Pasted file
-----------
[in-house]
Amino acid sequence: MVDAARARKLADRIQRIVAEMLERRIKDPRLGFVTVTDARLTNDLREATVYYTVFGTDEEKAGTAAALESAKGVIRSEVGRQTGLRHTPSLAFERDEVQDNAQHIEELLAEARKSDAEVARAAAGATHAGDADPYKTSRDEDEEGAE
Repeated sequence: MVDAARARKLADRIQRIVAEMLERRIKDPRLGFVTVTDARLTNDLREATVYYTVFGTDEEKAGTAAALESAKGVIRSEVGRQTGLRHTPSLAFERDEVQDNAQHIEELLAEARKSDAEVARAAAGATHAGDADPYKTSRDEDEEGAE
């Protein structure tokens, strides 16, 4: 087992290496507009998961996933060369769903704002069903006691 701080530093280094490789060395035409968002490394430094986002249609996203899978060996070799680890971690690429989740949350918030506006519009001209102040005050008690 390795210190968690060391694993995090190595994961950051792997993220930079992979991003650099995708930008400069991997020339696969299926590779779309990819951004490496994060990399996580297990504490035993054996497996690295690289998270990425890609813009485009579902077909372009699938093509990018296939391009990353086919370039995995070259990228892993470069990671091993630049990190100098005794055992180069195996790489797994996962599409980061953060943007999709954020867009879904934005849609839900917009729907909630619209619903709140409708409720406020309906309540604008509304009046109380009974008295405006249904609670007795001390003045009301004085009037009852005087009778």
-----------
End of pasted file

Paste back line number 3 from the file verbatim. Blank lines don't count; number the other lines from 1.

Repeated sequence: MVDAARARKLADRIQRIVAEMLERRIKDPRLGFVTVTDARLTNDLREATVYYTVFGTDEEKAGTAAALESAKGVIRSEVGRQTGLRHTPSLAFERDEVQDNAQHIEELLAEARKSDAEVARAAAGATHAGDADPYKTSRDEDEEGAE